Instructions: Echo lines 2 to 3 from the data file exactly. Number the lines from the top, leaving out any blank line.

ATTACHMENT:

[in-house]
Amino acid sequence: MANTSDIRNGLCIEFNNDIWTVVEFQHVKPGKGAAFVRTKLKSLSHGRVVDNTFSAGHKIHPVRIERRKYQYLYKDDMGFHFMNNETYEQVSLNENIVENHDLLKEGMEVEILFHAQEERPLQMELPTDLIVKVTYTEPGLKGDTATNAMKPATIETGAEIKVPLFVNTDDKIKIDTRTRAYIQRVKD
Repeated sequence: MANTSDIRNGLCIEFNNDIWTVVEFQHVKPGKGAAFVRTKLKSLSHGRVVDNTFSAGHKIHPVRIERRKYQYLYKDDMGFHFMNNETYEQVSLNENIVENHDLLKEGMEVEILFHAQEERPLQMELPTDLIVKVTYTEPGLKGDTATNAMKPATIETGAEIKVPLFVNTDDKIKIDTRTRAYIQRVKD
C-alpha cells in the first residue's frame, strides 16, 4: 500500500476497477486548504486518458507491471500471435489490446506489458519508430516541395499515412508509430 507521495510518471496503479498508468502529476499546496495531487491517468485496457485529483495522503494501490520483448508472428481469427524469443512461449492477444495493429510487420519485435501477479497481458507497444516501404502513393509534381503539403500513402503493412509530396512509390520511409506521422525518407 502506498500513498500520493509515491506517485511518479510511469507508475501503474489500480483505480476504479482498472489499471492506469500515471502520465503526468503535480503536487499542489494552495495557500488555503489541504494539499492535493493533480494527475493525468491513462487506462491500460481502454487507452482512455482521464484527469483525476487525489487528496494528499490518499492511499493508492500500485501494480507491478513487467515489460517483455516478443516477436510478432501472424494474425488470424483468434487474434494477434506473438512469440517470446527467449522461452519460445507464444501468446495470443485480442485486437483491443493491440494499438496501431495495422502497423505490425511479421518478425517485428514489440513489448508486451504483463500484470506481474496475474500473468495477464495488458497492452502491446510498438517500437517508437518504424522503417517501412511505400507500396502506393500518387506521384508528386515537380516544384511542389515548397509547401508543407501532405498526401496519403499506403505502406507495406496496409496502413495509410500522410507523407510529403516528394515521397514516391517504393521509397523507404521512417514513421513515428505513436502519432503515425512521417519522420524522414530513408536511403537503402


Amino acid sequence: MANTSDIRNGLCIEFNNDIWTVVEFQHVKPGKGAAFVRTKLKSLSHGRVVDNTFSAGHKIHPVRIERRKYQYLYKDDMGFHFMNNETYEQVSLNENIVENHDLLKEGMEVEILFHAQEERPLQMELPTDLIVKVTYTEPGLKGDTATNAMKPATIETGAEIKVPLFVNTDDKIKIDTRTRAYIQRVKD
Repeated sequence: MANTSDIRNGLCIEFNNDIWTVVEFQHVKPGKGAAFVRTKLKSLSHGRVVDNTFSAGHKIHPVRIERRKYQYLYKDDMGFHFMNNETYEQVSLNENIVENHDLLKEGMEVEILFHAQEERPLQMELPTDLIVKVTYTEPGLKGDTATNAMKPATIETGAEIKVPLFVNTDDKIKIDTRTRAYIQRVKD